E1 G1 and F1 H1, the corresponding measuring lines are cut. Then lines traced through these points of intersection, as shown by E2 G2 F12 H2. constitute the pattern of the bottom of the sink.

Of the strips bounding the panel of the side in the bracket, the piece corresponding to b c in the side view, being vertical, is obtained by pricking directly from its elevation in the face view of the bracket, A B D1 C being the shape. For the other straight strip bounding this panel, shown in the side view by a b, the length is laid off equal to a b, while the width is taken from the face view, equal to the space indicated by A B. For the strip representing the irregular part a to c proceed as follows: Divide the profile a d c into any convenient number of parts, from the points in which carry lines crossing the face view of the same part, as indicated by A B D1 C. At right angles to the lines of the rake lay off a stretchout of the profile just named, as indicated by a2 c2, through the points in which draw the usual measuring lines. Place the T -square at right angles to the lines of rake, and, bringing it against the several points in the line A C and B D1, cut the corresponding measuring lines drawn through the stretchout. Then lines traced through the several points of intersection thus formed, as indi-cated by A1 C2 and B1 D2, will be the pattern of the curved strip forming part of the boundary of the panel in the side view of the bracket.

Of the three pieces of molding forming the head of the bracket, the profile of the piece across the face is normal, as shown at L N, while that of the two side pieces, or returns, requires to be modified or raked before a square miter with the face piece can be effected. These principles will be further explained in Problems 91 to 94. The first step will be to draw a correct elevation of the head, which includes raking the profiles of the upper and lower returns.

Divide the normal profile L N into convenient spaces, and from the points thus obtained carry lines indefinitely parallel to the rake across the top of the face view of the bracket. Draw duplicates of the normal profile, placing them in a vertical position directly above where the new sides are required to be, as shown by n l and k m. Divide these two profiles into the same number of parts employed in dividing the normal profile, and from these points drop lines vertically, intersecting those drawn from L N. Then lines traced through these points of intersection, as shown by L1 N1 and K M, will be respectively the profiles of the moldings on the upper side and on the lower side of the bracket. Lay off a stretchout of the profile L N at right angles to the line of the rake and through the points in it draw the usual measuring lines. "With the blade of the T-square at right angles to the lines of the rake, and brought successively against the several points in the profile N1 L1 and K M, cut the measuring lines drawn through the stretchout. Then lines traced through the points of intersection thus obtained, as shown by L3 N3 and K1 M1, will be the shape of the ends of the molding forming the front of the bracket head.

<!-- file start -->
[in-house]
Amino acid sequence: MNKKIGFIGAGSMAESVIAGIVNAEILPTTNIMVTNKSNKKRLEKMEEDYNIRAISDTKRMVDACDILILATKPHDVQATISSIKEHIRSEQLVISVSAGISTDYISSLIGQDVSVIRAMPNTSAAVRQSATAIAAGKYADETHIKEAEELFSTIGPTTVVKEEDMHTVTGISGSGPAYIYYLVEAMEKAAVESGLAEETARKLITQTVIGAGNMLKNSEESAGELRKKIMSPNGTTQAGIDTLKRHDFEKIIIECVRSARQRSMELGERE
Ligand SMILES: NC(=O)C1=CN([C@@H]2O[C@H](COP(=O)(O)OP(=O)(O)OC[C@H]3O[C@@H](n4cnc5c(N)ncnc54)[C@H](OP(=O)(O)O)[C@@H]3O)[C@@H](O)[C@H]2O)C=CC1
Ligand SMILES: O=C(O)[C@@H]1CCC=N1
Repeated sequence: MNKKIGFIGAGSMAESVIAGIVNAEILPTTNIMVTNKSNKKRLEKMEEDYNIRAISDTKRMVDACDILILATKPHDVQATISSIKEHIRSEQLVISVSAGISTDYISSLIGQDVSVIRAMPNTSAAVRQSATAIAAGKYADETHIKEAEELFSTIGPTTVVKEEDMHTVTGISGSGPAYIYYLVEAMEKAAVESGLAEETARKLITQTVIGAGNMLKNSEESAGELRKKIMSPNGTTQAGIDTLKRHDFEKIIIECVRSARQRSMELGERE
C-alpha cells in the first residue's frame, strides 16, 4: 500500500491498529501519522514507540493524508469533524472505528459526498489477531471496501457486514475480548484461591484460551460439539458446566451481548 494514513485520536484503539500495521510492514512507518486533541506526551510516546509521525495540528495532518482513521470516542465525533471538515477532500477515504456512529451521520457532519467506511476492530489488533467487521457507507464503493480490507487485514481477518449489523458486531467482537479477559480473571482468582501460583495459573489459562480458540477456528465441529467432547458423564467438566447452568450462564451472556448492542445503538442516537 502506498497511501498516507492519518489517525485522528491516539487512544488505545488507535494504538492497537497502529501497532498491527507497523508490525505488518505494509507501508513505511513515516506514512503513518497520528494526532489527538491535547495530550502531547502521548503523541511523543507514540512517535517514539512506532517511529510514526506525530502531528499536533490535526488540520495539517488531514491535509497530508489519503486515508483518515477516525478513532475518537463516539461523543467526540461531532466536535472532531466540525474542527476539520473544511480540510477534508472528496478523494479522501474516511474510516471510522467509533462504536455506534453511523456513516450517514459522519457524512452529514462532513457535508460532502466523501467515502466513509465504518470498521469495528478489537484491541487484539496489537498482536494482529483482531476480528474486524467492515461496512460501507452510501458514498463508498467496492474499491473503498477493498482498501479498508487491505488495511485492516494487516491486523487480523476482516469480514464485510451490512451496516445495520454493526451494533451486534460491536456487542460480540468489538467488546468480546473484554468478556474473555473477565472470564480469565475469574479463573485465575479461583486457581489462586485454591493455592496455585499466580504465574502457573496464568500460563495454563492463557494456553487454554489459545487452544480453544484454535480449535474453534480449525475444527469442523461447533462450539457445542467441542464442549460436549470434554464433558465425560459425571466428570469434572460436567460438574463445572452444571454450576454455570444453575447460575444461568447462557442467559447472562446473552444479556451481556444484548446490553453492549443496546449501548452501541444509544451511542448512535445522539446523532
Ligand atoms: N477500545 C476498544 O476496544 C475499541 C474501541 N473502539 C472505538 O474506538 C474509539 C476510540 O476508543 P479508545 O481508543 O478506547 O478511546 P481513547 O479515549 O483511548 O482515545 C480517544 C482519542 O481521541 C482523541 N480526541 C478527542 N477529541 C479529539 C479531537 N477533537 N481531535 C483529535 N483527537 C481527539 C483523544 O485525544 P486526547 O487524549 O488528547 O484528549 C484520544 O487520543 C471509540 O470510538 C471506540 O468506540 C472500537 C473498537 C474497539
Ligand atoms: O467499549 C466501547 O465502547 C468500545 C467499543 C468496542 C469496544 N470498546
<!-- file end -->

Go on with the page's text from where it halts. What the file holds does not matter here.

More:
Before laying out the pattern for the return molding forming the upper side of the bracket head a correct side elevation of it must be drawn. A duplicate of the profile L1 N1 is transferred to any convenient place, as shown at L3 N4 in Fig. 383, and parallel lines from its angles are extended to the right, as shown, making L1 Q1 equal to L Q of the side view of the bracket.

At Q1 repeat the outline L3 N4, which represents the intersection of the bracket head with the bed mold of the cornice. L1 N1 of Fig. 382 is then the correct profile and the lines L1 N4 and Q1 X2 are the miter lines of this return; however, as both the miter lines are identical with the profile, the stretchout q x may be taken from either one, the other being divided into the same number of spaces as the first, which is easier than dropping the points from one to the other. The T-square may then be placed at right angles to the lines in the molding and brought successively against the points in the lines L3 N4 and Q1 X1, and the corresponding measuring lines intersected. Then lines traced through these points, as shown by L4 N5 and Q3 X3, will form the pattern.

The pattern for the return molding of the head occurring on the lower side of the bracket is obtained in the same manner. A duplicate of the profile K M of the face view of the bracket is drawn at any convenient place, as shown by K2 M3 in Fig. 384. The proper length is given to the molding by measuring upon the side view of the bracket, and a duplicate of the profile is drawn at the opposite end. Space the profile K2 M3 into any convenient number of parts, as indicated by the small figures, and in like manner divide the profile K3 M3 into the same number of parts. At right angles to the line of the molding lay off a stretchout of these profiles, as shown by k1 ml, through which draw the usual measuring lines. With the blade of the T-square at right angles to the lines of the molding, and brought successively against the several points in the profiles K2 M3 and K3 M3, cut the corresponding measuring lines. Then a line traced through these points of intersection, as shown by K5 M5 and K4 M4, will constitute the pattern of the return molding, or the lower side of the bracket.